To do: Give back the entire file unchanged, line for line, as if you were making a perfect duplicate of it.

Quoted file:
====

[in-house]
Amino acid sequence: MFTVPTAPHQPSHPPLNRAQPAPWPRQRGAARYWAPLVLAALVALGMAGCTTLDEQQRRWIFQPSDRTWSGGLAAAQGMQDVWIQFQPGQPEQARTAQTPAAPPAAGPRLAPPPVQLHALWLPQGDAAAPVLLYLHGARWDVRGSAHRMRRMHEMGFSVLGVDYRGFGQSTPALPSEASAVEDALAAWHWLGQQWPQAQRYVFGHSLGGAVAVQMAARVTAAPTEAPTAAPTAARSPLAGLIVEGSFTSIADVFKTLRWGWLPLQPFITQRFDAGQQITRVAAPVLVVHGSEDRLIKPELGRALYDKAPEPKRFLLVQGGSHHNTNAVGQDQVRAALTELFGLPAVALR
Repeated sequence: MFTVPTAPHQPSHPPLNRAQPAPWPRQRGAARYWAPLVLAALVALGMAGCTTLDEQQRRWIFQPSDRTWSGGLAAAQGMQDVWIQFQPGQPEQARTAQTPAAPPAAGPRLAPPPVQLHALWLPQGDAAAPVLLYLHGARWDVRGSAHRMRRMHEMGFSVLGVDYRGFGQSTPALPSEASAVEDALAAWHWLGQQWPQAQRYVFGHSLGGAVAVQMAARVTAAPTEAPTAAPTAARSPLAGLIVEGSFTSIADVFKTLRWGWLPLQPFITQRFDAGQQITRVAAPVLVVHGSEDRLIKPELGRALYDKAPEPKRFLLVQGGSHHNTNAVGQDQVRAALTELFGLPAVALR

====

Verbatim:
[in-house]
Amino acid sequence: MFTVPTAPHQPSHPPLNRAQPAPWPRQRGAARYWAPLVLAALVALGMAGCTTLDEQQRRWIFQPSDRTWSGGLAAAQGMQDVWIQFQPGQPEQARTAQTPAAPPAAGPRLAPPPVQLHALWLPQGDAAAPVLLYLHGARWDVRGSAHRMRRMHEMGFSVLGVDYRGFGQSTPALPSEASAVEDALAAWHWLGQQWPQAQRYVFGHSLGGAVAVQMAARVTAAPTEAPTAAPTAARSPLAGLIVEGSFTSIADVFKTLRWGWLPLQPFITQRFDAGQQITRVAAPVLVVHGSEDRLIKPELGRALYDKAPEPKRFLLVQGGSHHNTNAVGQDQVRAALTELFGLPAVALR
Repeated sequence: MFTVPTAPHQPSHPPLNRAQPAPWPRQRGAARYWAPLVLAALVALGMAGCTTLDEQQRRWIFQPSDRTWSGGLAAAQGMQDVWIQFQPGQPEQARTAQTPAAPPAAGPRLAPPPVQLHALWLPQGDAAAPVLLYLHGARWDVRGSAHRMRRMHEMGFSVLGVDYRGFGQSTPALPSEASAVEDALAAWHWLGQQWPQAQRYVFGHSLGGAVAVQMAARVTAAPTEAPTAAPTAARSPLAGLIVEGSFTSIADVFKTLRWGWLPLQPFITQRFDAGQQITRVAAPVLVVHGSEDRLIKPELGRALYDKAPEPKRFLLVQGGSHHNTNAVGQDQVRAALTELFGLPAVALR